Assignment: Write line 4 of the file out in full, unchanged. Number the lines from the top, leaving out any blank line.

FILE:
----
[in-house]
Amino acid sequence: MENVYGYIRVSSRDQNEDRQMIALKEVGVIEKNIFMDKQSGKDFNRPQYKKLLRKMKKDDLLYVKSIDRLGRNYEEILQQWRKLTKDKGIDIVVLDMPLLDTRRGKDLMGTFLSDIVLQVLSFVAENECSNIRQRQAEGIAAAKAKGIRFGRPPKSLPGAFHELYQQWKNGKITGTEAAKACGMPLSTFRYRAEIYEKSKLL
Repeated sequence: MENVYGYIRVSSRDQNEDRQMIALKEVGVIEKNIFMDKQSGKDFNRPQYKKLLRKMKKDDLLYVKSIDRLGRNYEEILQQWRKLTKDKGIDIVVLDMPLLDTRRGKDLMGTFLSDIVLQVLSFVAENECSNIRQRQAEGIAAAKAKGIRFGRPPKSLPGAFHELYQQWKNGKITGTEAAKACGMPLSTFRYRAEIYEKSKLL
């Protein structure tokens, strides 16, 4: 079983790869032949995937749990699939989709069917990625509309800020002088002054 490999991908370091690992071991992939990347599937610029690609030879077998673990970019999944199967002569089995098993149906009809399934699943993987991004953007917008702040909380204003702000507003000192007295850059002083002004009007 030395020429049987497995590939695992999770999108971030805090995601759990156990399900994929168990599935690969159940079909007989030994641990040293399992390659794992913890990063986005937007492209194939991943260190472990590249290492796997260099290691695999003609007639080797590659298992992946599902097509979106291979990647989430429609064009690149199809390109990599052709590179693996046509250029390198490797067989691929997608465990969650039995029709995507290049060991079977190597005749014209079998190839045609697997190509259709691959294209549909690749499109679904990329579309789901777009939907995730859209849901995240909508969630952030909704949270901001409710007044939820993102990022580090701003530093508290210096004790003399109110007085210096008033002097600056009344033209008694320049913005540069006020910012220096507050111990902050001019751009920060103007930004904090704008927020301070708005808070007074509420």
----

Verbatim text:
């Protein structure tokens, strides 16, 4: 079983790869032949995937749990699939989709069917990625509309800020002088002054 490999991908370091690992071991992939990347599937610029690609030879077998673990970019999944199967002569089995098993149906009809399934699943993987991004953007917008702040909380204003702000507003000192007295850059002083002004009007 030395020429049987497995590939695992999770999108971030805090995601759990156990399900994929168990599935690969159940079909007989030994641990040293399992390659794992913890990063986005937007492209194939991943260190472990590249290492796997260099290691695999003609007639080797590659298992992946599902097509979106291979990647989430429609064009690149199809390109990599052709590179693996046509250029390198490797067989691929997608465990969650039995029709995507290049060991079977190597005749014209079998190839045609697997190509259709691959294209549909690749499109679904990329579309789901777009939907995730859209849901995240909508969630952030909704949270901001409710007044939820993102990022580090701003530093508290210096004790003399109110007085210096008033002097600056009344033209008694320049913005540069006020910012220096507050111990902050001019751009920060103007930004904090704008927020301070708005808070007074509420």